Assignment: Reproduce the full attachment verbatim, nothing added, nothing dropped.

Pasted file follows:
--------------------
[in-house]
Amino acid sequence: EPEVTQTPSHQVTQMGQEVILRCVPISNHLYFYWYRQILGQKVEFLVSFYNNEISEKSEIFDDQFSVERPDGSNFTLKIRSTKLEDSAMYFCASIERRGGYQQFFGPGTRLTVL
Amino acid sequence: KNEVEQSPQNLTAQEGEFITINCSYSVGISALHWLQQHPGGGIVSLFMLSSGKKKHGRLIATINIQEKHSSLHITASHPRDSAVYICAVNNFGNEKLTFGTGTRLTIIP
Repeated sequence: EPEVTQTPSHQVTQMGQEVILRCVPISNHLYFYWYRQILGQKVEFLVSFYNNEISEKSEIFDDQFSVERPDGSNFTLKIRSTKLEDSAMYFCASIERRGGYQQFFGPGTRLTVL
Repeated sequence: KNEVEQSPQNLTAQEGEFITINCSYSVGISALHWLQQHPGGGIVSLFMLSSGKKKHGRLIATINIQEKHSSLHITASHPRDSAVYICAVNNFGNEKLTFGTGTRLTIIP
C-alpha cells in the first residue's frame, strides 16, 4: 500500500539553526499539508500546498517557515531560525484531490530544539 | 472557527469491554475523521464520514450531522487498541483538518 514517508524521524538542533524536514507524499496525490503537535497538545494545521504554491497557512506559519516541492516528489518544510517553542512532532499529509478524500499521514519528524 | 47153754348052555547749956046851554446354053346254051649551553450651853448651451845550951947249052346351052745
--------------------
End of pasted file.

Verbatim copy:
[in-house]
Amino acid sequence: EPEVTQTPSHQVTQMGQEVILRCVPISNHLYFYWYRQILGQKVEFLVSFYNNEISEKSEIFDDQFSVERPDGSNFTLKIRSTKLEDSAMYFCASIERRGGYQQFFGPGTRLTVL
Amino acid sequence: KNEVEQSPQNLTAQEGEFITINCSYSVGISALHWLQQHPGGGIVSLFMLSSGKKKHGRLIATINIQEKHSSLHITASHPRDSAVYICAVNNFGNEKLTFGTGTRLTIIP
Repeated sequence: EPEVTQTPSHQVTQMGQEVILRCVPISNHLYFYWYRQILGQKVEFLVSFYNNEISEKSEIFDDQFSVERPDGSNFTLKIRSTKLEDSAMYFCASIERRGGYQQFFGPGTRLTVL
Repeated sequence: KNEVEQSPQNLTAQEGEFITINCSYSVGISALHWLQQHPGGGIVSLFMLSSGKKKHGRLIATINIQEKHSSLHITASHPRDSAVYICAVNNFGNEKLTFGTGTRLTIIP
C-alpha cells in the first residue's frame, strides 16, 4: 500500500539553526499539508500546498517557515531560525484531490530544539 | 472557527469491554475523521464520514450531522487498541483538518 514517508524521524538542533524536514507524499496525490503537535497538545494545521504554491497557512506559519516541492516528489518544510517553542512532532499529509478524500499521514519528524 | 47153754348052555547749956046851554446354053346254051649551553450651853448651451845550951947249052346351052745